Citing Charlottesville Violence, Group Backs Off Plans to Protest Confederate Flag Sales at Lorain County Fair

The Lorain County Fair Board has announced that it will not prohibit the sale of Confederate flags at the fair next week, raising concerned responses from local residents and groups. The Fair Minded Coalition for Lorain County, for one, has objected to the sale of the Confederate flag (and other products with that symbol) and the apparent promotion of its cultural meaning.

Recent events have thrown that opposition into even starker terms.

But the Coalition announced this week that it will back off from planned "activities," alluding to potential protests that members were organizing for fair week (Aug. 21 - 27). The group is citing the specter of violence, and is now stating that they'd rather not stoke that fire any more than need be.

"We're reconsidering what actions we will be doing in Wellington — if we take any action at all," Jeanine Donaldson, head of the Coalition, said at a public event this week. "If people can come out and do what they did in Charlottesville, Virginia, what's stopping those same people that are pro-selling-the-flag at the fair from organizing and coming down to Lorain County?"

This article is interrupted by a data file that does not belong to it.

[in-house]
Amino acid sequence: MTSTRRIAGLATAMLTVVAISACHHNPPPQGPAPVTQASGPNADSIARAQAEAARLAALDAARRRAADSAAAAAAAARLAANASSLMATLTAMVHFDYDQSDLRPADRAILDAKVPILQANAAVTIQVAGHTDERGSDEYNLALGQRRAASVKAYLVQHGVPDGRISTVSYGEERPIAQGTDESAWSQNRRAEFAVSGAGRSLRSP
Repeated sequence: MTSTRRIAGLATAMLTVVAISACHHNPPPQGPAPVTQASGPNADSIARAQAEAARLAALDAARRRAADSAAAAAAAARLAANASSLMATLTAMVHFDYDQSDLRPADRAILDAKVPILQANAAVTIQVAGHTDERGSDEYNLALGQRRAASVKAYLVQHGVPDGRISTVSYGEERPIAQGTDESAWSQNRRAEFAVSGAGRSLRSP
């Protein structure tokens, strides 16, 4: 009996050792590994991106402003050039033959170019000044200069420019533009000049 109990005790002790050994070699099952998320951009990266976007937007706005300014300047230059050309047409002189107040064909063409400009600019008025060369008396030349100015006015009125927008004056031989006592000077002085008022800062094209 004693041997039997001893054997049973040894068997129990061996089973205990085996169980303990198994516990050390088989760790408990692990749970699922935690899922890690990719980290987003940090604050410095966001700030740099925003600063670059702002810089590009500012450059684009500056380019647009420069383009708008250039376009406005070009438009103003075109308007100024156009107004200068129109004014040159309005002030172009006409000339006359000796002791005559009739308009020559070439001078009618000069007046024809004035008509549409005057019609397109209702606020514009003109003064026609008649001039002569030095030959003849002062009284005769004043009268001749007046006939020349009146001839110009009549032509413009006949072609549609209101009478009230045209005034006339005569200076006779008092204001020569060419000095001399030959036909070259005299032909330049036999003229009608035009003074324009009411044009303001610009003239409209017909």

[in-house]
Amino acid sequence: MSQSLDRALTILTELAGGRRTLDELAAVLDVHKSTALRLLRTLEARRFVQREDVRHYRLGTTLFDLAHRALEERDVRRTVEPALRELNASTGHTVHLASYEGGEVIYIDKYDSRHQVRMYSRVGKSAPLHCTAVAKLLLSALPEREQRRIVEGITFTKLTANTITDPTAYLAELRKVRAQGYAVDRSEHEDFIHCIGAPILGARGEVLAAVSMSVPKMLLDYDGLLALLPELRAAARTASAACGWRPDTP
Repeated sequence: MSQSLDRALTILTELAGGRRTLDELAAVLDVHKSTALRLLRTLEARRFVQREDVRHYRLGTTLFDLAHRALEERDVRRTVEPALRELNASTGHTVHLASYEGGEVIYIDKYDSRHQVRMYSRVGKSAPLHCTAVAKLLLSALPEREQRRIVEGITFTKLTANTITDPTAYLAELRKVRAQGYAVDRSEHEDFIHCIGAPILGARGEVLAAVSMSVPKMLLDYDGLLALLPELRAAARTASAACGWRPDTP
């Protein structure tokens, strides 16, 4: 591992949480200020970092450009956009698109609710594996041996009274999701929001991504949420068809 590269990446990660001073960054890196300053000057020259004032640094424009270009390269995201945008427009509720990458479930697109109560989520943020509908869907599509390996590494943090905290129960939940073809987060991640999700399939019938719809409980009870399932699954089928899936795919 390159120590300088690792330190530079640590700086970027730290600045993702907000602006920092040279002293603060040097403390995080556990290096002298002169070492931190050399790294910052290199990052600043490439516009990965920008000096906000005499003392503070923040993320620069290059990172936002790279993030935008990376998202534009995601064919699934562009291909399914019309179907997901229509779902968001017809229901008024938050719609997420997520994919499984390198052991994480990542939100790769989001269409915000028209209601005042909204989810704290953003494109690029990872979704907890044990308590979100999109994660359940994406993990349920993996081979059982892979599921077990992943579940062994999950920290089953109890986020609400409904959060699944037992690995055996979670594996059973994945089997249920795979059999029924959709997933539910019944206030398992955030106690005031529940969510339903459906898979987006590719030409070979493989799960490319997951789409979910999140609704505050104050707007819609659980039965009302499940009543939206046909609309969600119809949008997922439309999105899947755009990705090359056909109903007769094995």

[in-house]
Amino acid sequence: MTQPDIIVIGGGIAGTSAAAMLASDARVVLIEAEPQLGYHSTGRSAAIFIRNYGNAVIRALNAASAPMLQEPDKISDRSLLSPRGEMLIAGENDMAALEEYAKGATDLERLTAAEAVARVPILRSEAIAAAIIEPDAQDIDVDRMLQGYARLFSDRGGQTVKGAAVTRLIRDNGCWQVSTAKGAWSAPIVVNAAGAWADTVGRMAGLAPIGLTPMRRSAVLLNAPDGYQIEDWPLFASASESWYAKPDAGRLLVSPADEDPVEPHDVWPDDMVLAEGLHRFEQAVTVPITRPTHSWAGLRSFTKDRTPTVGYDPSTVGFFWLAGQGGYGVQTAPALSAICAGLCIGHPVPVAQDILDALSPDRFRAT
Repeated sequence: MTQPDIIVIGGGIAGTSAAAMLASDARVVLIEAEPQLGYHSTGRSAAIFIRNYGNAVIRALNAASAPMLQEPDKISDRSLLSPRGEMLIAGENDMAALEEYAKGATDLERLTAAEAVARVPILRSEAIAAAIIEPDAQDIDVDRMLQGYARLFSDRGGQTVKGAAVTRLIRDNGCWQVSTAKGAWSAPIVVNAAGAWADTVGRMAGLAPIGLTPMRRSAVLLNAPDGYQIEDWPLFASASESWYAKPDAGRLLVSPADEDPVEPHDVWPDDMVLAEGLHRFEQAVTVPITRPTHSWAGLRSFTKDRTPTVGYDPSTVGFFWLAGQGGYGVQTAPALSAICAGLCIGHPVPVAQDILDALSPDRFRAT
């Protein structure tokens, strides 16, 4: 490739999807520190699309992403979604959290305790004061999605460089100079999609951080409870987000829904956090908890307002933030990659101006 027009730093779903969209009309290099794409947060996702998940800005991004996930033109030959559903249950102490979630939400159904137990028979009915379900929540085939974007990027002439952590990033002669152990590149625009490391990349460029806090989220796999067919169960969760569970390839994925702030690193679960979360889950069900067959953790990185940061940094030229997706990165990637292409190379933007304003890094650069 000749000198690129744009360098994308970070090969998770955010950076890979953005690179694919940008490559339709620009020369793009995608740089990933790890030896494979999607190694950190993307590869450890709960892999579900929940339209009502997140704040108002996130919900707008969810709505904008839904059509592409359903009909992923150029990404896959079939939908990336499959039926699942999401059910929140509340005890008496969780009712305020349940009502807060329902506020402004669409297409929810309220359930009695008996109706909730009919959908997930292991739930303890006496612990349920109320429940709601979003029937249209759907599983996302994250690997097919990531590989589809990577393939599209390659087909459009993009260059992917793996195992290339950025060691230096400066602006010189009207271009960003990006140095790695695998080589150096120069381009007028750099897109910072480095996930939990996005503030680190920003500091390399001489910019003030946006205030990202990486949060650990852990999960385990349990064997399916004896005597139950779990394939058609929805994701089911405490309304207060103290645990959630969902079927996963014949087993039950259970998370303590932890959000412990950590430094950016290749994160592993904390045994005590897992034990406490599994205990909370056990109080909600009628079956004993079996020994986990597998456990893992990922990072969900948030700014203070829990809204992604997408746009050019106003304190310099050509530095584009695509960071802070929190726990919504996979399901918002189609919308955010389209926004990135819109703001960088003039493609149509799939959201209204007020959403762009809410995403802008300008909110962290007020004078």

The Chronicle-Telegram reported from the press conference, filming video and laying out the board's side of the story as well.

The fair board's own bylaws insist: “Under no circumstance will items of a questionable nature be sold or permitted on fairgrounds or in the building.” But the board has long held that the Confederate flag sales are a matter of free speech and must be treated as such.

Board members told the C-T that there's a false equivalency at work when their approval of certain vendors is made to seem like approval of certain cultural phenomenon. “Are they saying that because we allow Confederate merchandise to be sold we’re white supremacists?” Board President Brian Twining said to the newspaper.

About The Author

Eric Sandy

Eric Sandy is an award-winning Cleveland-based journalist. For a while, he was the managing editor of Scene. He now contributes jam band features every now and then.
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